A TOP RIDE, SCOUT’S HONOUR
OCTAVIA’S BADGE OF EXCELLENCE
MZURI sana: words Lord Baden-Powell would surely have said had he been around to see Skoda's latest and final addition to its Octavia range.
The famous founder of the scout movement, in 1909, died in Kenya in 1941. He was fluent in Swahili, in which mzuri sana means 'very good.'
The spacious high-rise new Scout 4x4s are not SUVs, rather stylish wagons that come in three models, a new 1.8litre petrol turbo 132TSI and a pair of diesels, both considerably improved over their earlier versions.
The 110TDI has marginally more power, but 16 per cent more torque and the 135TDI puts out 31 per cent more power, 19 per cent more torque and both engines are 13 per cent more fuel efficient than their forebears.
All drive the wheels through the latest ( fifth) generation Haldex clutch.
As well, prices have been cut by about $7000, and there's a new finance deal that guarantees the car's future value.
Prices start at $32,990 for the 110TDI, which has a six-speed manual transmission, go to $38,590 for the 132TSI and $41,390 for the 135TDI; both get six-speed dual-clutch automatics.
Standard on all are reverse cameras and rear parking sensors, daytime running lights, nine airbags, the full suite of electronic driver aids, including an electronic diff lock, foglights, fatigue detection, multi-function trip computer, a double-sided cargo mat; but no compass.
That archaic item, part of any scout's DNA, has been updated and replaced with satellite navigation, with integrated audio including Bluetooth audio and streaming, USB, AUX and a couple of card slots.
Scouts sit 33mm taller than other Octavias, which apart from the greater ground clearance, make it easier to get into and out of, add a tad more comfort, and provide a better view, all good for campers, folk with bad backs, drivers focused on safety and anyone who needs a strong, fine-handling vehicle with loads of space and clean styling.
Scouts are easily identified by the bright tri-split skidplate under the chrome-surround grille and their 17-inch alloy wheels, which come in a no-cost choice of two designs. The skidplate runs under the Scout's belly too, protecting vital bits from off-road misadventures.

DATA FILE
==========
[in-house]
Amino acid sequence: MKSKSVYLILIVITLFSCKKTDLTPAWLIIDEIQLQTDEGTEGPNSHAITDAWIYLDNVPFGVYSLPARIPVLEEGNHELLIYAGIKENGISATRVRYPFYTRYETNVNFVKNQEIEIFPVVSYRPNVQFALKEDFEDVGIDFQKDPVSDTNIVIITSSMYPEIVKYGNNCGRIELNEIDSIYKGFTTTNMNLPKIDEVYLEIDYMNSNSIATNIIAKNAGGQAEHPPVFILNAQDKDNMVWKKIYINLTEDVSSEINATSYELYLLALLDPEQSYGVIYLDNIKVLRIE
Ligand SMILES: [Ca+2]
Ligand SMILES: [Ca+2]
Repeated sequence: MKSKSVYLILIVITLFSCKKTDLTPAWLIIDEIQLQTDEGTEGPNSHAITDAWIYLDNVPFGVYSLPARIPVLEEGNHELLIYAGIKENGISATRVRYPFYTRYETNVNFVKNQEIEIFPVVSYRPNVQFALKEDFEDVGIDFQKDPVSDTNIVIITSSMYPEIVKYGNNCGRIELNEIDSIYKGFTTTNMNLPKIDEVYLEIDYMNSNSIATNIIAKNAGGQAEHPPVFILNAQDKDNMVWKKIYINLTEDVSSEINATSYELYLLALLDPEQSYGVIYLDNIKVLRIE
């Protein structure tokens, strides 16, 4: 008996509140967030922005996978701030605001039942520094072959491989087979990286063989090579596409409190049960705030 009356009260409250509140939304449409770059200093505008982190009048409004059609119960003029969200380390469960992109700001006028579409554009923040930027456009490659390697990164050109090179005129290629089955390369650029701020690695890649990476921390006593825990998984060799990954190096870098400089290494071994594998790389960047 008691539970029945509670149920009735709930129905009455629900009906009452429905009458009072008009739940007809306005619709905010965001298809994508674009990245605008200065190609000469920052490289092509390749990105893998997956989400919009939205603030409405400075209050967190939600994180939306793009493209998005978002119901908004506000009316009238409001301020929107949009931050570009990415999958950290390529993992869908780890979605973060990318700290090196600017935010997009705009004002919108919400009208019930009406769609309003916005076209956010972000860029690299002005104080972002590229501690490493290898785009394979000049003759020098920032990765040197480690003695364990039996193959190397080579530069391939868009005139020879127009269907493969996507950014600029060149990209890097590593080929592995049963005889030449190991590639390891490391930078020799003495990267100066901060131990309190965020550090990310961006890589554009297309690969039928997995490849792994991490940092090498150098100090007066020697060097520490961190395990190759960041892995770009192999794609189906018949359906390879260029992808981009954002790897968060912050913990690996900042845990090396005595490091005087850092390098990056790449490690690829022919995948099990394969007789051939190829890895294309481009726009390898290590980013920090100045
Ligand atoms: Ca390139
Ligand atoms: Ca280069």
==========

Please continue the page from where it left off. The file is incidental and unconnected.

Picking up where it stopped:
The impressively quiet interior is very pleasant, good seating front and rear, with generous space, especially in the back, which also gets air vents. Some models have alcantara upholstery.
The dash is a study of understated elegance, matt black, with a central colour info screen and the main dials with clear white numerals.
There's a lot of storage space; the boot, with a self-opening door, is a cavernous 588 litres, expandable via flip-down rear seat backrests.
We drove the base diesel manual and the new 132TSI at the Scout's launch on the twists and turns, ups and downs, sealed and dirt of Tasmania's best roads and were more than happy with both.
The extra ride height had no effect on dynamics, and if anything, improved the comfort factor.
We barely felt the bumps and the occasional switch from two to four-wheel drive was undetectably smooth.
The spot-on steering, strong brakes, stability control, great suspension and grippy Continental tyres added up to an excellent driving package.
The economical manual diesel was a delight, and will probably be favoured by hands-on drivers, but the more powerful petrol job had a decided edge in performance, with a stab of the loud pedal easily sending its motor into 6500rpm redline territory.
The diesel gets to 100km/h in 9.1 seconds and averages 5.3litres/100km, the petrol stops the clock at 7.8 seconds and returns 7.1litres/100km. All commendable.
The trio of Scouts are pretty comprehensively equipped.
But there are the inevitable optional 'packages' for buyers who want extra speakers, cruise control, swivelling headlights and suchlike.
Verdict: Ndio, amzuri sana package at prices well below those of the very similarly equipped Passat Alltrack and Audi Allroad offerings.
Lord Baden-Powell would have been mightily impressed. Scout's honour. Ndio? It means Yes.